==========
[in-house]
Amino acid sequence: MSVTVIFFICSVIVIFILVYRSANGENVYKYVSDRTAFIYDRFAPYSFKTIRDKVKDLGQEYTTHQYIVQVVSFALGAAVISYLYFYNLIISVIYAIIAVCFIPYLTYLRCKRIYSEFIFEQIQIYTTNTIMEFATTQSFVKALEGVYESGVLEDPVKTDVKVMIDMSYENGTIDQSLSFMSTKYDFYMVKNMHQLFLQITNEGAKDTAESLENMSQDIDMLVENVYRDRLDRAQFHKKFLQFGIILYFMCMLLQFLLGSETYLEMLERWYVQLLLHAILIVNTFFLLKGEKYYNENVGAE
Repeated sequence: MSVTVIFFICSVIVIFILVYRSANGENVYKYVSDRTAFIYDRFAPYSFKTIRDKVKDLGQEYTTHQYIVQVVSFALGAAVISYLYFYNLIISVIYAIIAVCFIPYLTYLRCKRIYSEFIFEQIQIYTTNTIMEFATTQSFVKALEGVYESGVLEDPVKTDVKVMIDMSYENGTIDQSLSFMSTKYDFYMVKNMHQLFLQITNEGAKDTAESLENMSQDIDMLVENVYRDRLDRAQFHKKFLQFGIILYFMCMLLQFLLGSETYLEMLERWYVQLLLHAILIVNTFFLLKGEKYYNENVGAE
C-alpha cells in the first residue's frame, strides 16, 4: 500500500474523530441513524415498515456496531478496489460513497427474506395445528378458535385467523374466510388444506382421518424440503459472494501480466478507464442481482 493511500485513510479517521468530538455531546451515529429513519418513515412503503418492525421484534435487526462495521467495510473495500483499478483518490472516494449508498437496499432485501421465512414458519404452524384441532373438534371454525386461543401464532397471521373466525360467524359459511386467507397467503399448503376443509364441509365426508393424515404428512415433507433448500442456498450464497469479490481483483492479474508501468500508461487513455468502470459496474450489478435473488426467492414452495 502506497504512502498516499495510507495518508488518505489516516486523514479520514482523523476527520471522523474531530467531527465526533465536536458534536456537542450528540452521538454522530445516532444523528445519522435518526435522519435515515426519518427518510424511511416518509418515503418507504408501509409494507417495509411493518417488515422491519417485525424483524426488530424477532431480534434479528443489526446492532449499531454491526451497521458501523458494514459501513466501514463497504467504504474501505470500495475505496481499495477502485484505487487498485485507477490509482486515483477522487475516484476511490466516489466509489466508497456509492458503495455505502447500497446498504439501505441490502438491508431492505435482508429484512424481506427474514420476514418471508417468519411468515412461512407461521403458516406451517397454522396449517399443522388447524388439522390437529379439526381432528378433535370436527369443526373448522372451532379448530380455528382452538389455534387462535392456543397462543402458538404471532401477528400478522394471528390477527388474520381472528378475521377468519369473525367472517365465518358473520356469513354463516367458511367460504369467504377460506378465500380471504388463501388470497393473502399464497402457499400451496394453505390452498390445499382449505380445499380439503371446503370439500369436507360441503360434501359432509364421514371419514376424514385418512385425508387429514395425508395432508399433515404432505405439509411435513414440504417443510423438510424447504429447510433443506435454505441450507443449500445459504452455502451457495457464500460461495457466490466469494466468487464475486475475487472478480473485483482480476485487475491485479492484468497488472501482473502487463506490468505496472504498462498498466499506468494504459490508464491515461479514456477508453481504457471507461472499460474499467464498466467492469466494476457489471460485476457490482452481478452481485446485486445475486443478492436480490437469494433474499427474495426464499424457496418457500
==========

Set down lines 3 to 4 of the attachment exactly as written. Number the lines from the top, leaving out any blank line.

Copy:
Repeated sequence: MSVTVIFFICSVIVIFILVYRSANGENVYKYVSDRTAFIYDRFAPYSFKTIRDKVKDLGQEYTTHQYIVQVVSFALGAAVISYLYFYNLIISVIYAIIAVCFIPYLTYLRCKRIYSEFIFEQIQIYTTNTIMEFATTQSFVKALEGVYESGVLEDPVKTDVKVMIDMSYENGTIDQSLSFMSTKYDFYMVKNMHQLFLQITNEGAKDTAESLENMSQDIDMLVENVYRDRLDRAQFHKKFLQFGIILYFMCMLLQFLLGSETYLEMLERWYVQLLLHAILIVNTFFLLKGEKYYNENVGAE
C-alpha cells in the first residue's frame, strides 16, 4: 500500500474523530441513524415498515456496531478496489460513497427474506395445528378458535385467523374466510388444506382421518424440503459472494501480466478507464442481482 493511500485513510479517521468530538455531546451515529429513519418513515412503503418492525421484534435487526462495521467495510473495500483499478483518490472516494449508498437496499432485501421465512414458519404452524384441532373438534371454525386461543401464532397471521373466525360467524359459511386467507397467503399448503376443509364441509365426508393424515404428512415433507433448500442456498450464497469479490481483483492479474508501468500508461487513455468502470459496474450489478435473488426467492414452495 502506497504512502498516499495510507495518508488518505489516516486523514479520514482523523476527520471522523474531530467531527465526533465536536458534536456537542450528540452521538454522530445516532444523528445519522435518526435522519435515515426519518427518510424511511416518509418515503418507504408501509409494507417495509411493518417488515422491519417485525424483524426488530424477532431480534434479528443489526446492532449499531454491526451497521458501523458494514459501513466501514463497504467504504474501505470500495475505496481499495477502485484505487487498485485507477490509482486515483477522487475516484476511490466516489466509489466508497456509492458503495455505502447500497446498504439501505441490502438491508431492505435482508429484512424481506427474514420476514418471508417468519411468515412461512407461521403458516406451517397454522396449517399443522388447524388439522390437529379439526381432528378433535370436527369443526373448522372451532379448530380455528382452538389455534387462535392456543397462543402458538404471532401477528400478522394471528390477527388474520381472528378475521377468519369473525367472517365465518358473520356469513354463516367458511367460504369467504377460506378465500380471504388463501388470497393473502399464497402457499400451496394453505390452498390445499382449505380445499380439503371446503370439500369436507360441503360434501359432509364421514371419514376424514385418512385425508387429514395425508395432508399433515404432505405439509411435513414440504417443510423438510424447504429447510433443506435454505441450507443449500445459504452455502451457495457464500460461495457466490466469494466468487464475486475475487472478480473485483482480476485487475491485479492484468497488472501482473502487463506490468505496472504498462498498466499506468494504459490508464491515461479514456477508453481504457471507461472499460474499467464498466467492469466494476457489471460485476457490482452481478452481485446485486445475486443478492436480490437469494433474499427474495426464499424457496418457500